Here at CrimeReads, we love when our fictional detectives are also writers. You might not have heard of The Snoop Sisters, a largely-forgotten, short-lived detective show from the 1970s, about two single, senior-citizen mystery writers who moonlight as sleuths (if you have heard of it, hooray!). Although it has since fallen into obscurity (though I’m not super confident many people even watched it back when it was on), it is a crucial link in taking the older, female amateur detective character from Miss Marple to Jessica Fletcher.
The Snoop Sisters aired on NBC from 1973 to 1974, as part of a rotating weekly movie block, that also included George Peppard’s PI series Banacek. There are only five 90-minute-long episodes (and you can watch three of them in full on YouTube). The two protagonists, Ernesta Snoop and Gwendolyn “G” Snoop Nicholson, were played by the elderly acting legends Helen Hayes and Mildred Natwick, respectively. Gwendolyn, a widow, takes dictation for her sister Ernesta’s bestselling mystery stories (she, herself, is a poet), and while they perform this perfectly mild occupation, the two ladies stumble onto outlandish crimes, and take it upon themselves to solve them.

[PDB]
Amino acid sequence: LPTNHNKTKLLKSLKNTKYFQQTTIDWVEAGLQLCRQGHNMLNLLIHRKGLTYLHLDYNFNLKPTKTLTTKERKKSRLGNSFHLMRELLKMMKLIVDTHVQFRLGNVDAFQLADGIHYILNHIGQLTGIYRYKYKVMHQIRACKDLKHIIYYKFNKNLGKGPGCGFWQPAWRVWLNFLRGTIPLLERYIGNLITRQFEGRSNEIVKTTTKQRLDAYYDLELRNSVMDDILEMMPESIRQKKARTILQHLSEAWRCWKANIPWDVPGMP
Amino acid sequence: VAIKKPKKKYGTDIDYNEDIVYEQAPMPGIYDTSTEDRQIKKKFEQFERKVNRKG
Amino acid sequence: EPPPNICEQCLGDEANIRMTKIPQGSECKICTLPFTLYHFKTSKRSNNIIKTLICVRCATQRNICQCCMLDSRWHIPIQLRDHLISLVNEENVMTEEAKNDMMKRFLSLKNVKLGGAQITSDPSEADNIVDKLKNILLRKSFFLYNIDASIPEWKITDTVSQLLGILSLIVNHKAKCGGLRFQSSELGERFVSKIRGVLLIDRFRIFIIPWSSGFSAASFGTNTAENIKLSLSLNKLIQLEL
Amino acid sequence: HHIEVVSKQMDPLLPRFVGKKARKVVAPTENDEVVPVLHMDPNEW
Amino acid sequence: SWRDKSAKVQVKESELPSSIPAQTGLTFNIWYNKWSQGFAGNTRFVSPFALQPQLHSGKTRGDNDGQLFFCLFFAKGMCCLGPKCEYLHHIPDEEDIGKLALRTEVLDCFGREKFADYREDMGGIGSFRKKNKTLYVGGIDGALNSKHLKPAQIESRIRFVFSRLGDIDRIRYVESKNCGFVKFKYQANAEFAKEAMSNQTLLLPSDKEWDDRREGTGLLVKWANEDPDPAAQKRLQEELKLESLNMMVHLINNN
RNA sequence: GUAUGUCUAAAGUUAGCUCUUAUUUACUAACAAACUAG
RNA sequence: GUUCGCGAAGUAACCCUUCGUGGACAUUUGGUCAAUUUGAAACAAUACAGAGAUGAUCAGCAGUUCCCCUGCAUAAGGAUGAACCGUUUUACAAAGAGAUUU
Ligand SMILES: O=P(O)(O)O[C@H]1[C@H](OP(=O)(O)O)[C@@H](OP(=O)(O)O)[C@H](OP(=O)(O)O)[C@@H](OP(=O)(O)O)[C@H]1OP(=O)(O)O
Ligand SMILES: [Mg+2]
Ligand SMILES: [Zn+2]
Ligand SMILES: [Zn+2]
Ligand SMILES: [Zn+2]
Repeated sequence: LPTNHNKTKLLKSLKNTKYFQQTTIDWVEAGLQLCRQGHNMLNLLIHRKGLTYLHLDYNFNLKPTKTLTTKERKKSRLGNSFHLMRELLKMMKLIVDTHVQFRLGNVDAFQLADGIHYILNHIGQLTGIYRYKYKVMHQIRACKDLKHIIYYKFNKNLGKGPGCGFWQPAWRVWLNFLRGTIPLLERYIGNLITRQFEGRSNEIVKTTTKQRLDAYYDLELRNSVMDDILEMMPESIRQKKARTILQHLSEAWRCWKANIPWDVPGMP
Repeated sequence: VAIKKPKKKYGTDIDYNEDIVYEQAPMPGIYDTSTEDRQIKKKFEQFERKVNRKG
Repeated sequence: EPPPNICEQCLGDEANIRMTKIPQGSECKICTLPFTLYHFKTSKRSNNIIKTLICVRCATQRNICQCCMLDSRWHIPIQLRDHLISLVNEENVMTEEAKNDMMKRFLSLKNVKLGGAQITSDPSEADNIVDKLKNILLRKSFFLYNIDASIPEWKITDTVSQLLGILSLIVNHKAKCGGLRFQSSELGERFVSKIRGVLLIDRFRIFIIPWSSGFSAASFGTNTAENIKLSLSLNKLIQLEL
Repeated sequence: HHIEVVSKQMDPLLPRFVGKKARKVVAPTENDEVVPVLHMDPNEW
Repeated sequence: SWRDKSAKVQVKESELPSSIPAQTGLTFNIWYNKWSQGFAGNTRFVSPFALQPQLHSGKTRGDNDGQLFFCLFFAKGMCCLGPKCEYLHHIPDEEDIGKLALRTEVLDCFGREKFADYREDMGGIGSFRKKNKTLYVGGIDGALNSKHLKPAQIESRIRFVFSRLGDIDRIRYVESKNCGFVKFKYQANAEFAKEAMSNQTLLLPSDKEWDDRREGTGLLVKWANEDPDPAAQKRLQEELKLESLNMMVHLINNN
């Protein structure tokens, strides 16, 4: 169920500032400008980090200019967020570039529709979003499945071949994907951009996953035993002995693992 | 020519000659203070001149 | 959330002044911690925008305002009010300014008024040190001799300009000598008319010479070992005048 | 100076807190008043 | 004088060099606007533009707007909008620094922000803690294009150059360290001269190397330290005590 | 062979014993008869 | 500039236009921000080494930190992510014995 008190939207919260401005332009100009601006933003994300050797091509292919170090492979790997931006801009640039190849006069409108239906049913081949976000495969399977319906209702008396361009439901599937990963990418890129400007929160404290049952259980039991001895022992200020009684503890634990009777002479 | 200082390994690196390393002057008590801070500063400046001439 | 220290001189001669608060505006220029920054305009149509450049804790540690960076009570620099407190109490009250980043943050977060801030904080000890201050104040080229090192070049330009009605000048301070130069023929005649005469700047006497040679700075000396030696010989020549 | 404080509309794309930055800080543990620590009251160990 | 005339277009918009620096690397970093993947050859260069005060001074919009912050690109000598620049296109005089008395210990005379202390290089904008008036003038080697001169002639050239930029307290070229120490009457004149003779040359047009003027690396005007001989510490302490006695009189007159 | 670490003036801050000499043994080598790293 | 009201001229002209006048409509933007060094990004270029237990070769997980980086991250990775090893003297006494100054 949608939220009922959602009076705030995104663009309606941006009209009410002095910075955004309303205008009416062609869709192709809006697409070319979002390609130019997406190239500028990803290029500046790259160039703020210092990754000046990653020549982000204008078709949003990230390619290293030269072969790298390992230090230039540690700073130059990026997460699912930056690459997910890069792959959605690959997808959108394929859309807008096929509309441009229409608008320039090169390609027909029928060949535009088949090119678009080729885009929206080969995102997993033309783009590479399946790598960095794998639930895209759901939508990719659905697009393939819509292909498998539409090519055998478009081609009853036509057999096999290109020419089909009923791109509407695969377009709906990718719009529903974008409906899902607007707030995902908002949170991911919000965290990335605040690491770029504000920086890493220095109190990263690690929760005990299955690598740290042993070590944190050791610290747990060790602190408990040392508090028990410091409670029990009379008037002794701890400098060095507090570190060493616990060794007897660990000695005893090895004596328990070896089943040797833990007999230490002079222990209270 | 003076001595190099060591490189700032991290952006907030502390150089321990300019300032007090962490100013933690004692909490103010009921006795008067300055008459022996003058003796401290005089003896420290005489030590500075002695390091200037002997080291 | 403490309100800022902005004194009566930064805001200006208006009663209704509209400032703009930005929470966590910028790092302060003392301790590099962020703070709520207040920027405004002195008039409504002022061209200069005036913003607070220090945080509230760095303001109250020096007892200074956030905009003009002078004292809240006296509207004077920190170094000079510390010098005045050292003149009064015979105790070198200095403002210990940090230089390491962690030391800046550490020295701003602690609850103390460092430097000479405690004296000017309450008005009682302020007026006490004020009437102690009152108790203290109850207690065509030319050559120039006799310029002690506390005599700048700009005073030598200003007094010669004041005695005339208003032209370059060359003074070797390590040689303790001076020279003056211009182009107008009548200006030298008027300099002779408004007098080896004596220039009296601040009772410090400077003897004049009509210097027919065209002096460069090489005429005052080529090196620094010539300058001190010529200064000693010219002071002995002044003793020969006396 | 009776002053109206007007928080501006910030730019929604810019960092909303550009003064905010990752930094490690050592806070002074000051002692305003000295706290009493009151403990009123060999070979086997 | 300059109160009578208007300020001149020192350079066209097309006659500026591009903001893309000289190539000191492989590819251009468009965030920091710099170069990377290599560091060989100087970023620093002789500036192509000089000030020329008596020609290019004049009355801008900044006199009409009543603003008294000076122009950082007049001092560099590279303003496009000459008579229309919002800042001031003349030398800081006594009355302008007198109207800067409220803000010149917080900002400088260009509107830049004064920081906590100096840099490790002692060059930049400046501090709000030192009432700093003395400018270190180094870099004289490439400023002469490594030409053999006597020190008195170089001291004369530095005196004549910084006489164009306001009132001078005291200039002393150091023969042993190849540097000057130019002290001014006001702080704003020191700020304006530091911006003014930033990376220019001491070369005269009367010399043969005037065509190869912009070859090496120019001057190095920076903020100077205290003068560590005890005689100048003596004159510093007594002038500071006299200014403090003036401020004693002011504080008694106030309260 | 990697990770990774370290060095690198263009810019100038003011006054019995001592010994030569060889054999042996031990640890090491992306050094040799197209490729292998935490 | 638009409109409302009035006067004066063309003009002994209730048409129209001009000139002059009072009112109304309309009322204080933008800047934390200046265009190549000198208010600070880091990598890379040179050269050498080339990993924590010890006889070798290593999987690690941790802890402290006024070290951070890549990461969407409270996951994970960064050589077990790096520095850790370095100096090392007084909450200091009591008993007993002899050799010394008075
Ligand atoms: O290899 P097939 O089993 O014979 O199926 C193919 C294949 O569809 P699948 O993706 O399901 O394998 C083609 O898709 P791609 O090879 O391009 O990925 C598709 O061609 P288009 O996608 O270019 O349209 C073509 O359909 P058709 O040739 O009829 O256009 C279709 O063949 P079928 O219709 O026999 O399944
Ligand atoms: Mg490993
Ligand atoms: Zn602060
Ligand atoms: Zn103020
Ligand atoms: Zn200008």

In its five episodes (a pilot, and then four follow-ups), the show had an incredible slate of guest-stars, including Academy Award-winners Art Carney and Geraldine Page, Academy-award nominee and old-school leading man Walter Pidgeon, silent screen legend and Academy Award nominee Paulette Goddard, Alice Cooper (yes, that Alice Cooper), Roddy MacDowell, and Vincent Price, as a former horror star suspected of murder. Both Hayes and Natwick were nominated for Emmys for their roles, with Natwick winning.
The sisters are a sharp and clever, with G a little less sarcastic than her eye-roll-prone sister. But they are adorable, and frequently underestimated by nearly everyone; for this, they do resemble Miss Marple. But they are also able to do what Miss Marple does not; unite their mystery-solving pastimes with a career that can provide a kind of capital for this. Miss Marple is dismissed more often than not, and her frequent labor in sleuthing makes her re-assert her cleverness, her observational prowess, and her deductive skills. The Snoop Sisters, like Jessica Fletcher, are also written off many times, but by being mystery writers, they make their amateur sleuthing ultimately work for them.